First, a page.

The following lines have several very good examples of alliteration. For instance, “cunning cat” and “bristles” and “brittle.” The speaker describes the rough branches of the fig tree and compares it to the bristled fur on a cat’s back. By using the word “brittle,” the speaker suggests that there is anger and strength in the scene but also a weakness as if the branches could break at any moment. 

Moving on, the speaker dices the woman again after two questions (a good example of a caesura in this line). Someone, the speaker doesn’t know who is going to come from somewhere, the speaker doesn’t know where. This is connected to the woman on the balcony. Perhaps the speaker is experiencing the same kind of loneliness as the horse on the mountain and the ship on the sea, waiting for someone to show up. The person he wants is at a distance on the balcony. 

The last lines of this stanza bring back in the green images and describe the woman as “dreaming in the bitter sea”. It suggests that she is in a bitter sea of emotions that overwhelms her and that she can’t do anything about it. 

Stanza Three 

Lines 1-14

—My friend, I want to trade 

my horse for her house, 

my saddle for her mirror,

my knife for her blanket. 

My friend, I come bleeding 

from the gates of Cabra.

—If it were possible, my boy,

I’d help you fix that trade. 

But now I am not I, 

nor is my house now my house.

—My friend, I want to die

decently in my bed.

Of iron, if that’s possible, 

with blankets of fine chambray. 

The third stanza of ‘Romance Sonámbulo’ is the longest so far, reaching twenty-eight lines. The first fourteen begin with the speaker talking to his “friend”. He starts a dialogue with this person asking to trade various things. His horse for “her house” and his saddle “for her mirror”. He’s asking to rid himself of things associated with a loner’s life of travel and is asking to receive things that are more home-related, a blanket, mirror, and house. He’s looking to make a change, and this woman is an integral part of it. 

“Cabra,” in line six of this stanza is a reference to where Lorca lived. He alludes to a violent conflict that occurred in that area, known as the La Reconquista, and suggests that he was injured there.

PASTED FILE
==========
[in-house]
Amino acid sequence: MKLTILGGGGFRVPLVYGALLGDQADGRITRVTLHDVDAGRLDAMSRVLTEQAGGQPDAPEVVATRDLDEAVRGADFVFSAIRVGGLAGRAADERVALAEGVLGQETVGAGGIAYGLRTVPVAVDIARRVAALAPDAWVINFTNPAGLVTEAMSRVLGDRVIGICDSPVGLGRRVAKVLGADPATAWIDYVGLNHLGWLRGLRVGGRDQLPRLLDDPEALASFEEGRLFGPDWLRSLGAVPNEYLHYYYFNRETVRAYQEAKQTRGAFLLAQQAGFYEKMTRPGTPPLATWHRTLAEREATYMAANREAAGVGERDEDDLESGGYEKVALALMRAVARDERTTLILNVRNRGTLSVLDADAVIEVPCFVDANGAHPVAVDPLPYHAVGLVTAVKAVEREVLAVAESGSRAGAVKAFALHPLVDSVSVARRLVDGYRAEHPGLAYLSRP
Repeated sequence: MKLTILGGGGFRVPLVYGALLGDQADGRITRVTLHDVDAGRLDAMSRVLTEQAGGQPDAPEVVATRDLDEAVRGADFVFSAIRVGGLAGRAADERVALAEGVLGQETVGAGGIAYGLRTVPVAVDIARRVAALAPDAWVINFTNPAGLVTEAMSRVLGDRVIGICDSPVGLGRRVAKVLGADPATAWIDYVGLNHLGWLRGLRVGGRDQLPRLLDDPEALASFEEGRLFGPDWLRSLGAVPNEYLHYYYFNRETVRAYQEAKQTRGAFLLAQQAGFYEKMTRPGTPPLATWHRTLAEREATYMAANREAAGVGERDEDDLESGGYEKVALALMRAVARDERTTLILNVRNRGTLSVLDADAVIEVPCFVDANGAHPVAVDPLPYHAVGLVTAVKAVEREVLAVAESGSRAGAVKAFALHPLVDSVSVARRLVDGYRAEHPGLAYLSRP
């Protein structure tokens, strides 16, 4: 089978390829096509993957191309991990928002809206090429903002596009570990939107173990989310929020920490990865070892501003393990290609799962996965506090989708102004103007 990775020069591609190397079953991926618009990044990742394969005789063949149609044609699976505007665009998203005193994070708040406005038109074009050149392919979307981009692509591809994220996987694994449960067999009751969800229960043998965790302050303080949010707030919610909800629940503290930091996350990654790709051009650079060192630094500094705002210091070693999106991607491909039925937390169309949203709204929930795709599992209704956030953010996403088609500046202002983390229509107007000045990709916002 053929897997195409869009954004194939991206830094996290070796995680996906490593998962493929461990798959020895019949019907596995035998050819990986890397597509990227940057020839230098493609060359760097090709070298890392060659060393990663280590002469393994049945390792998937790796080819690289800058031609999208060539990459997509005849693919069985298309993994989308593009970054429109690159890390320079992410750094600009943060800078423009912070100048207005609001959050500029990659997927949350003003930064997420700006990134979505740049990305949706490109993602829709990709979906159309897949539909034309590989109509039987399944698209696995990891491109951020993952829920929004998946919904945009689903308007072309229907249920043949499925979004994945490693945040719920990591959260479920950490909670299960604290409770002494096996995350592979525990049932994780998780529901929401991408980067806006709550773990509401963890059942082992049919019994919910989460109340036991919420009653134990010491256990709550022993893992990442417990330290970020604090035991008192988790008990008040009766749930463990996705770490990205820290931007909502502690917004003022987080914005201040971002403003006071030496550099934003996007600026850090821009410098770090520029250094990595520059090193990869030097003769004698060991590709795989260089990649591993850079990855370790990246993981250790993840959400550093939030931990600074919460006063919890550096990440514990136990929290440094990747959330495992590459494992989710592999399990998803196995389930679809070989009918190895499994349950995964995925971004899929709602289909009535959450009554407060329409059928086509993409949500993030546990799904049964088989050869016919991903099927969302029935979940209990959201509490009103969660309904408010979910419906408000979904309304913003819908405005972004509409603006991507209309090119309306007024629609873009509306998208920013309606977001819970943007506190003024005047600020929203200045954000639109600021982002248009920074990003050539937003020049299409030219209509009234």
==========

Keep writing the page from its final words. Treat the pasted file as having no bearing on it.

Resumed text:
The friend, whose replies come in the next lines, answers the speaker. He tells him that he would, if possible, help set up the trade he’s looking for, but he can’t do it now. His excuse is that he’s “not I,” and his house is not now his house. It appears that this person is not who the speaker thought he was. He’s fundamentally different. Another offer comes in the next lines with the speaker asking that if he can’t have the trade, then he’d like to die in his own bed. 

Lines 15-28 

Don’t you see the wound I have 

from my chest up to my throat?

—Your white shirt has grown 

thirsty dark brown roses. 

Your blood oozes and flees a

round the corners of your sash. 

But now I am not I, 

nor is my house now my house.

—Let me climb up, at least, 

up to the high balconies; 

Let me climb up! Let me, 

up to the green balconies. 

Railings of the moon 

through which the water rumbles.

The speaker has been wounded, “from [his] chest up to [his] throat,” and he ready for his life to end. The friend notes this, saying that his shirt looks like it has “grown / thirsty dark brown roses”. This is very obviously an allusion to the injuries he’s sustained that are entered around his heart. The friend repeats the lines about himself and his house, creating a refrain. There is a third option presented in the next lines. He asks that he be allowed to climb up to the “green balconies” to reach the green girl with the silver eyes. The balconies are “Railings of the moon / through which the water rumbles”. The balcony and water are connected again as well.